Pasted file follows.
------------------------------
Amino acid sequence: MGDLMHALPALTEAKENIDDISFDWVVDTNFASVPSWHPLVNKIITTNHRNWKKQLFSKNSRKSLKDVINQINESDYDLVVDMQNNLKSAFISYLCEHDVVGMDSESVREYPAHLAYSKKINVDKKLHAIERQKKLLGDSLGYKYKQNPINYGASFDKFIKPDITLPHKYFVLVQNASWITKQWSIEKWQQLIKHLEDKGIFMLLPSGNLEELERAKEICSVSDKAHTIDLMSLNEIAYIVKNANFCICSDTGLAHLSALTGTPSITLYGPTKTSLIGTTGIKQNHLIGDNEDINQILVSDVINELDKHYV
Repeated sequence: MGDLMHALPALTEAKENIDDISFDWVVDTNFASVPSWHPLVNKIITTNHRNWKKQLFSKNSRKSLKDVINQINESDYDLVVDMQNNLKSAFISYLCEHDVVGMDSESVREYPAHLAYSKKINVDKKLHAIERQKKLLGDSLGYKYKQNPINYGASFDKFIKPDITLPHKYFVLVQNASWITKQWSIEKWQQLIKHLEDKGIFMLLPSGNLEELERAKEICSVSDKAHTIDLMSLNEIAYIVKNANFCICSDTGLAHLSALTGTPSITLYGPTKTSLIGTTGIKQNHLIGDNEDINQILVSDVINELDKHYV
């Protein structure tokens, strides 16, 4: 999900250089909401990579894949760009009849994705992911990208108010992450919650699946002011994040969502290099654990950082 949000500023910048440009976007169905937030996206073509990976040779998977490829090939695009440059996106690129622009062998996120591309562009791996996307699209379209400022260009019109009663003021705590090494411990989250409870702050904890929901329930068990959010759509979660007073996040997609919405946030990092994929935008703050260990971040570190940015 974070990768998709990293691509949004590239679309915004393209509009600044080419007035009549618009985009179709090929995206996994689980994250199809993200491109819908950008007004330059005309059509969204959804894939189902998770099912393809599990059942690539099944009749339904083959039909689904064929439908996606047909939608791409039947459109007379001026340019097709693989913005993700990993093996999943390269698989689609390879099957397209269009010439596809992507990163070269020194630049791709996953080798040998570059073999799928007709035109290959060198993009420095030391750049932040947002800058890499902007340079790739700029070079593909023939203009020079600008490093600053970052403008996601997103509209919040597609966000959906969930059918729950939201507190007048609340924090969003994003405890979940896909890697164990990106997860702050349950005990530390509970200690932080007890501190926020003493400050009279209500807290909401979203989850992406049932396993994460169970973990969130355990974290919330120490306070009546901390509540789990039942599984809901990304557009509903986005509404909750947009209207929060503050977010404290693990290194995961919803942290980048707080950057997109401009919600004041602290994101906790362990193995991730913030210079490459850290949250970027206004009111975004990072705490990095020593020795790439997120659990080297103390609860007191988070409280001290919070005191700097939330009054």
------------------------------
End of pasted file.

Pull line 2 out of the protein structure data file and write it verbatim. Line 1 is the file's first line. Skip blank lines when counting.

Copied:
Repeated sequence: MGDLMHALPALTEAKENIDDISFDWVVDTNFASVPSWHPLVNKIITTNHRNWKKQLFSKNSRKSLKDVINQINESDYDLVVDMQNNLKSAFISYLCEHDVVGMDSESVREYPAHLAYSKKINVDKKLHAIERQKKLLGDSLGYKYKQNPINYGASFDKFIKPDITLPHKYFVLVQNASWITKQWSIEKWQQLIKHLEDKGIFMLLPSGNLEELERAKEICSVSDKAHTIDLMSLNEIAYIVKNANFCICSDTGLAHLSALTGTPSITLYGPTKTSLIGTTGIKQNHLIGDNEDINQILVSDVINELDKHYV